Posts tagged ‘tips’


Photo courtesy of Jennifer Waldon

Adults aren’t the only ones who feel the stress of the busy holiday season. Between parties, entertaining, shopping, wrapping, decorating, hosting visitors, baking, and other festivities that go along with the winter season, it can be exhausting even to think about, never mind take part in!

ruby barefoot books new sibling

To celebrate the addition of Ruby’s Baby Brother to our family of books, we asked you, our community, for tips and tricks for helping older children adjust to the addition of a new sibling to their families. We crowdsourced advice from our Facebook page and our Living Barefoot Forums, and got some great advice from you.

Neil Griffiths is known around the world for his exceptional storytelling skills. A former headteacher and the founder of Storysacks, he is in constant demand as a presenter. Here, he shares some of the ways in which he turns children into happy, hungry-for-more readers. We hope his tips inspire you to pick up your child, race to the nearest bookshelf, choose a book, find a quiet corner, and sit down to read together.

For more than 100 years, people have been giving books to loved ones as gifts. Books are a wonderfully thoughtful way to thoughtfully tell someone you care. When you inscribe the books and wrap them up with add a personal message, the lucky recipients will enjoy complimentary goodies to enjoy with the book (think hot chocolate), and remember you every time they open the book.

As I drove home to Somerset from Oxford last Friday, there was a lively debate on the radio about the merits and demerits of assigning homework to children at infant school.

This summer, I stayed with a good friend who has educated both of her daughters at a local Waldorf school. Somehow or other, we found ourselves talking about the challenge of screens and mobile devices in family life and how this affects intimacy between parents and children. I found myself remembering the early body language of a little girl whose Mum was more often than not on her mobile phone while she was going about her day, head and neck tilted towards her right shoulder. When she started walking independently, her daughter mimicked this body language, tilting her own head and neck over to the right and hunching up her shoulder. Happily, her Mum realised the error of her ways and took more care about when she used her phone and how.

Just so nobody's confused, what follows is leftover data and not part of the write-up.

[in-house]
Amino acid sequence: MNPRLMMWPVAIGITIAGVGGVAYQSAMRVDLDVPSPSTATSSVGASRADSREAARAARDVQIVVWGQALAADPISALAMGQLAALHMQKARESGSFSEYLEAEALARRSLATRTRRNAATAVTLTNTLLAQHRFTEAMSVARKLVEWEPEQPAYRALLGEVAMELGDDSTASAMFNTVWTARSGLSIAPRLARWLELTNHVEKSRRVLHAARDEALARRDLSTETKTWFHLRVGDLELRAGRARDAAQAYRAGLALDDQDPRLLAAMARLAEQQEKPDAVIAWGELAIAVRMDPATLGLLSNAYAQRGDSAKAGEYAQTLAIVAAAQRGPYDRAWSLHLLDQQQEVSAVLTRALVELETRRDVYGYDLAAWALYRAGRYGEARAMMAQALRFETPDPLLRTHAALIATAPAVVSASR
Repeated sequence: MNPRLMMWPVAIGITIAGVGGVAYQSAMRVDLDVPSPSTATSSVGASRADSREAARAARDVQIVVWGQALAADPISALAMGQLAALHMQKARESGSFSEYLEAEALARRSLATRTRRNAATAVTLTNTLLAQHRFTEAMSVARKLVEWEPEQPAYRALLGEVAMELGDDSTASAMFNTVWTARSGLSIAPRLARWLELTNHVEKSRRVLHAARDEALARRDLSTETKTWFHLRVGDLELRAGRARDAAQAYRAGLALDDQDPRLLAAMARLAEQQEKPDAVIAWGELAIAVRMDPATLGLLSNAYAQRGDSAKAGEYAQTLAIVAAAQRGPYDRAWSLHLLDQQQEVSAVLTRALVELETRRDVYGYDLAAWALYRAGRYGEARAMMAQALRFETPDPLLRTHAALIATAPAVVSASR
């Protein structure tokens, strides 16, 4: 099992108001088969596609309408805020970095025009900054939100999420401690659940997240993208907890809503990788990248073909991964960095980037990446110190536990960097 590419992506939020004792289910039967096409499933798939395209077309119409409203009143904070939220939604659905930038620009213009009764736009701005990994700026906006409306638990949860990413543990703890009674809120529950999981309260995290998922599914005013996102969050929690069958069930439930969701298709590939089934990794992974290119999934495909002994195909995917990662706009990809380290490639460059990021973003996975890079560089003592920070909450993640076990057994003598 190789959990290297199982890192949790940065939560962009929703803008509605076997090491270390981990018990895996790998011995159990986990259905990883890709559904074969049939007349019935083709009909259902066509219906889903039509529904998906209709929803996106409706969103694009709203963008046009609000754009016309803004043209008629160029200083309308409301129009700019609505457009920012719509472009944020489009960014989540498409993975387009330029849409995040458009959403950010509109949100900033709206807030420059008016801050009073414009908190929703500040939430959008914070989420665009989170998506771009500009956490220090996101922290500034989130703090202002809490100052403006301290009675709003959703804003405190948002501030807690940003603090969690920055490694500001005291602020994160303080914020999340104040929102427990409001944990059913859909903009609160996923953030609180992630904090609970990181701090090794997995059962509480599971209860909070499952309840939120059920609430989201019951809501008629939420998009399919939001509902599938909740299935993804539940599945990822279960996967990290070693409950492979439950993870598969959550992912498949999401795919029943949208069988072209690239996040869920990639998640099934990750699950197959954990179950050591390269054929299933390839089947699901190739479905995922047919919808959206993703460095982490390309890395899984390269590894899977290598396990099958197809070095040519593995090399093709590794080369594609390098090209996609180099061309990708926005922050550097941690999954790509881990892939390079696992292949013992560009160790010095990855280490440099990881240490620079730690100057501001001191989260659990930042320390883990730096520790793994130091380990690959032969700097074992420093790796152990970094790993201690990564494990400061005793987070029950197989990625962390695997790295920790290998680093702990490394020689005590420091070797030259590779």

Reading matters. The ability to read opens doors to all kinds of opportunities that otherwise remain out of reach. This is why literacy has been prized for so many centuries. Reading, whatever the subject matter, forms the bedrock for all other forms of learning. So there are few other activities that will benefit your children as much as reading with them and inspiring them to start learning to read themselves. According to The Reading Agency, reading aloud with your children for just 20 minutes a day will transform their prospects.

The Summer Olympics, with the athletes’ dramatic personal stories, unbelievable athletic prowess and excitement about thousands of people from hundreds of countries unified through sport, inspire children’s imaginations like no other global event. But the Olympics aren’t just about watching amazing athletes and rooting for your favorites. It’s also a great opportunity to turn children onto world culture and geography.

Have you ever considered becoming a parent-blogger? The Barefoot Books Studio in Concord recently had the pleasure of hosting a blogger networking night co-organized by Raising a Reader MA and Boston Parent Bloggers, and Barbara Meltz, one of the original parenting bloggers and a writer for the Boston Globe for over twenty years, was the guest speaker. Barbara was full of helpful tips, advice and insights for fellow parent-bloggers, and we were inspired to share with you an interview on her top parenting tips. Read on to learn more!

Storytime will always have a special place in our family, no matter what age our children are. They are the kids who will not put their heads on the pillow until they have at least twenty solid, uninterrupted minutes of mom and dad reading to them. We’re talking books; the good, old-fashioned kind that make a distinct rustling noise when you turn the page. As much as we love reading with our children (it’s not just their favorite part of the day, it’s ours too!), now that our kids are reading proficiently on their own at ages six and ten, storytime is quite a bit different than it was back when they were contented lap babies and squirmy toddlers. It’s not better or worse, just different.